6. Marci says:

    Even ignoring academic performance (because there are too many variables there) there was some big study that showed that people people with more “unique” names were less likely to be hired for jobs regardless of their qualifications. Employers were send applications for males and females and they had the same qualifications all the way down the only difference was the name.

  7. Jed says:

    I have a classic name, but I’m balanced in reputation. I have a reputation of being wierd and at the same time, really serious. I’d rather have people be named uniquely but not too abnormal.

  8. Chad says:

    I knew a kid once whos name could not be written down without swearing. Mom would angrily tell you of course that it was pronounced “theed” even though it was spelled “head” with a four letter scatological word in front that started with sh

    Personally I think it’s usually narcissistic parents wanting attention.

  9. Jessica says:

    Yeah.. I named my daughter Vivien. When I say, “With an E,” I get that derisive sniff or eye roll, as if I had done it just to make it stand out. But, I found that spelling when researching the name and found that it was used for the Lady of the Lake by Alfred Tennyson in his Idylls of the King. Mid 1800s. I liked it better, and didn’t realize people would get in a snit about it.

    1. Kim says:

      I don’t think switching an a for an e is really that big of a deal. That’s one of those “it could go either way” situations. I knew several people in high school who had apostrophes replacing one or more letters in their names. It was ridiculous. I could only imagine the struggle they must’ve gone through when trying to learn how to spell their own names in grade school.

    2. KA says:

      Using an E is a lifetime of spelling errors. I named my daughter Vivian. With an a. Keep it simple.

  10. Carol Reimondo says:

    I love that the old names are coming back. They are unique now not then. I do not like made up names. Someday these childresn will have to try to explain “what were they thinking” to someone.

  11. zachl says:

    my first born is named dutch. after arnold schwarznegger’s character in predator. we now live in belgium where there is a population of dutch speaking individuals. it makes for a great conversation starter. i am sure he will get me back in my years of senility.

  12. Denise says:

    I don’t care what people name there kids, but I work in a school and people name their kids after cars and I don’t just mean Mercedes.We have had kids named Corolla and Bently and Miata- what I don’t like are names that are spelled phonetically or how the parent pronounces it!-“Leesa”- Lisa-“Isaya” -instead of Isiah. Or names that are words. We had a boy one year names “little Mister”(yes it was on his birth certificate) or Junior not a nickname it was his 1st name. We have Summer and Autumn-they are sisters.Or twins with rhyming names even if one isn’t real-Rhiannon and Rhi-Shannon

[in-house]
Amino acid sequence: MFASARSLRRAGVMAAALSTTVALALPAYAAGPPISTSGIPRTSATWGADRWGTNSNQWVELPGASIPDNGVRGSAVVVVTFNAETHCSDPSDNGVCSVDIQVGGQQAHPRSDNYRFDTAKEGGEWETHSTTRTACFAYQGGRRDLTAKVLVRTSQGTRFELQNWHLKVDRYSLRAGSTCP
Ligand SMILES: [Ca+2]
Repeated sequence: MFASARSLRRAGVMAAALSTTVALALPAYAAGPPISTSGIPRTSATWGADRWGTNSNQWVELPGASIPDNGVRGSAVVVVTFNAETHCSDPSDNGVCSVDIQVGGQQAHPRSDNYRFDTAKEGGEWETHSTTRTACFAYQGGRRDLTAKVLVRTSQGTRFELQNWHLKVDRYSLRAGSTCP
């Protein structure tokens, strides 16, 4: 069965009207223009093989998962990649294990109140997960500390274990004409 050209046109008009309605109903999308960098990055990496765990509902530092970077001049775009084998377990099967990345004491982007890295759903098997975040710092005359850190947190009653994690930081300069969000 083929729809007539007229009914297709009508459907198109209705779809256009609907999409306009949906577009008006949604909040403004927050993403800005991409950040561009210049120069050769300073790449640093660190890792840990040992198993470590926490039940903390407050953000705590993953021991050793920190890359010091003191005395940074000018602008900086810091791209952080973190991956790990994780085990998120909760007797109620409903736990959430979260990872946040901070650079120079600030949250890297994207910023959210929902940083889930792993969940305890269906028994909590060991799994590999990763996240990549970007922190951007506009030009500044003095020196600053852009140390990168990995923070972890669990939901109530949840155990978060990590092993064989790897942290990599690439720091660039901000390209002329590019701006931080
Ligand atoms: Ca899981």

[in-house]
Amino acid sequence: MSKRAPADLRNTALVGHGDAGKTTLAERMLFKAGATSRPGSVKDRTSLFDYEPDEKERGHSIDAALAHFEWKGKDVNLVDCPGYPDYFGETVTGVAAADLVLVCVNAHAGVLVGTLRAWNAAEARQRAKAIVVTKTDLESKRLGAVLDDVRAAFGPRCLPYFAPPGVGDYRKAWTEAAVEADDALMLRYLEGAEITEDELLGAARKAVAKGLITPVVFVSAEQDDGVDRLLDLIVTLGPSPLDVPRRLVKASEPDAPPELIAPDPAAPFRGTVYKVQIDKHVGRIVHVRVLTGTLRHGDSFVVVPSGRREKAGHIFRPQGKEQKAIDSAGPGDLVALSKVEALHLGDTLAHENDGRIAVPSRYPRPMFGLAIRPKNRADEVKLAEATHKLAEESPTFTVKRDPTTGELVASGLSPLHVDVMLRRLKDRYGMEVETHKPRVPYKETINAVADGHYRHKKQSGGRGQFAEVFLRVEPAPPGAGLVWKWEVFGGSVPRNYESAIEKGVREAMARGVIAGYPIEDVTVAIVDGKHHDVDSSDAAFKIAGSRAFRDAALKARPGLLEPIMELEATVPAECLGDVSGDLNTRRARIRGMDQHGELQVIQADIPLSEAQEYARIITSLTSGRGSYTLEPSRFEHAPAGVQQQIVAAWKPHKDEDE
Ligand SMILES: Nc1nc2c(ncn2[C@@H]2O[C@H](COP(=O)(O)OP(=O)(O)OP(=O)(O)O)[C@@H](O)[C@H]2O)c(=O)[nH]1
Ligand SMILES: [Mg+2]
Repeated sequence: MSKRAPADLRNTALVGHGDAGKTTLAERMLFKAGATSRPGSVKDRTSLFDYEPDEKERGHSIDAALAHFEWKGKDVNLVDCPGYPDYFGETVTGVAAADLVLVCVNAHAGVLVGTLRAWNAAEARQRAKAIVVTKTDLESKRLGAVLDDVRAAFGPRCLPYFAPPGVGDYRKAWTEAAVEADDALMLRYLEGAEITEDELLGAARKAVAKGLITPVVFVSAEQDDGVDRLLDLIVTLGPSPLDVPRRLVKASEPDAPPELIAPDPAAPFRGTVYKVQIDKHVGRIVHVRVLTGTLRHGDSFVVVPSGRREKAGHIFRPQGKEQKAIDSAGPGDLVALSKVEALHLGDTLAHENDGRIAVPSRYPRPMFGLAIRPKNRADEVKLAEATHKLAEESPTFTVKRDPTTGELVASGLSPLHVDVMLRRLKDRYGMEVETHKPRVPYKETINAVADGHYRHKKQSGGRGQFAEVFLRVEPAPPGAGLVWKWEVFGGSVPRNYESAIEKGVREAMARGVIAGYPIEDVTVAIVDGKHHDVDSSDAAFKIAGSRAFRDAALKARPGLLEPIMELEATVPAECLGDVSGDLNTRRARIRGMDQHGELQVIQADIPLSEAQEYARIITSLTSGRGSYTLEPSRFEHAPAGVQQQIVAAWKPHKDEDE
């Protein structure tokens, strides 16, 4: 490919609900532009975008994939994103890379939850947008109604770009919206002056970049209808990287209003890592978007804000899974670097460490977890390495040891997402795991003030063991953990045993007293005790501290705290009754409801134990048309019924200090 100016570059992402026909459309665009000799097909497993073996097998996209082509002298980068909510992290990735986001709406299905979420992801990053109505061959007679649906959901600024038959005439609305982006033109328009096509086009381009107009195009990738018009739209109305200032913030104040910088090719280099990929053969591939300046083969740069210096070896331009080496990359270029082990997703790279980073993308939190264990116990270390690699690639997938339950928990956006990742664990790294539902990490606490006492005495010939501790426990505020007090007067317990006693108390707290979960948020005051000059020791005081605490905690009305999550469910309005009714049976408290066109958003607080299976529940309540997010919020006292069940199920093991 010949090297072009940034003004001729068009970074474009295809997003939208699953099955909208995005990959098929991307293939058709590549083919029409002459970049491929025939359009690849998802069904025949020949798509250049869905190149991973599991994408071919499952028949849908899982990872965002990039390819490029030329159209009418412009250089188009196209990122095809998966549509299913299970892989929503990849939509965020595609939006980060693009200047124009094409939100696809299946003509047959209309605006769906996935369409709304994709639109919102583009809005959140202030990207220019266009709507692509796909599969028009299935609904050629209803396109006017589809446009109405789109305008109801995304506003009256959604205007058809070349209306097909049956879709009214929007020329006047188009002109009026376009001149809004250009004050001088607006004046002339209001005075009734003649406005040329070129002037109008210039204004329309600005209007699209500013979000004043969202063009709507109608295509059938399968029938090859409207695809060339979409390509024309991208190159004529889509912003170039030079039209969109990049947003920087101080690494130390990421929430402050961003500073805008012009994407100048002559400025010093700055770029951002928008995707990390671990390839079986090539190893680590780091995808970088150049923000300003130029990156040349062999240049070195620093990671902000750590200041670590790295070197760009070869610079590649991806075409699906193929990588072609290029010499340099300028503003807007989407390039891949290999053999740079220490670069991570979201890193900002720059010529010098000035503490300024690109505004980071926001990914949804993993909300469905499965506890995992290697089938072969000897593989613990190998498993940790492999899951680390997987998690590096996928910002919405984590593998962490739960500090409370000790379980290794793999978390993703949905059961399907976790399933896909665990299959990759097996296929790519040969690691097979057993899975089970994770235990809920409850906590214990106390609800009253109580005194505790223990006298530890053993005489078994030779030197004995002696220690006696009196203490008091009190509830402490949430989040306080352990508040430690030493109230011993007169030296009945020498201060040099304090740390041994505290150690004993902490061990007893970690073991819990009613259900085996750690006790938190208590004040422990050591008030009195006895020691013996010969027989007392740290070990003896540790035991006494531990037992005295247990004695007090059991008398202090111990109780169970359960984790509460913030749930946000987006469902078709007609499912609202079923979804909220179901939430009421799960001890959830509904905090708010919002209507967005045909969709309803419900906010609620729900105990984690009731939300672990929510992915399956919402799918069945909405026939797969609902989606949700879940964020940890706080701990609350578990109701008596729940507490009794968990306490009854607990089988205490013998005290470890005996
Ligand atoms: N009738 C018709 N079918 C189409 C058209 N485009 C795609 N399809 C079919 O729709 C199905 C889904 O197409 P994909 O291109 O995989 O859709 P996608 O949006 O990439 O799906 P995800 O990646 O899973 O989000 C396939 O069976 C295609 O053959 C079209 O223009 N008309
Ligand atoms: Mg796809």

My husband arrested a lady named f-e-m-a-l-e, she said the hospital named her she pronounced it fe-maly!

  13. Jasmine says:

    The conversation of these comments (how a unique name [or any name] may impact a person’s life) has already been researched and discussed in the book Freakonomics, and it’s really interesting. You guys should definitely check it out if this topic interests you.

  14. Katie says:

    In the vein of what Jessica and Denise said, I wonder if this “546 names” takes into account all of the names that sound the same but are spelled differently? Kayley, Kayleigh, and Kaelee probably count as three names… but should they? And what about adding a “Mc” to the beginning of a name? Maybe McKayley should only count as half a new name, haha.

    Still, there’s definitely more diversity in names these days – I’d love to see a survey that analyses variations and other common components of names (like this “Mc” thing, or adding “Ann” or “Lee” to the end, or a dash in the middle).

  15. Calista says:

    My name is Calista, pronounced Ca-LEE-sta, which I can convince almost no one of ever since Ally McBeal aired on TV making Calista (Ca-LIST-a) Flockhart a household name… People will actually ARGUE with me about the “correct” pronunciation of MY name, lol. I find it interesting that I seem to be the first person to respond here who actually has a unique name. I don’t feel that my name has affected my performance in school or my standing in life, but if it had, I would say it would have been due to the inordinate amount of time I have had to spend over the years spelling my name or trying to convince people that I do in fact know what my own name is and how to “correctly” pronounce it. The fact is, in a country full of such cultural diversity as ours, we are bound to encounter many “strange” or “different” names, and I find it weird that people with “normal” names would complain about this. Would we really like to go back to when half of all babies were named one of 6 things? (How many more John Smith’s do we really need?)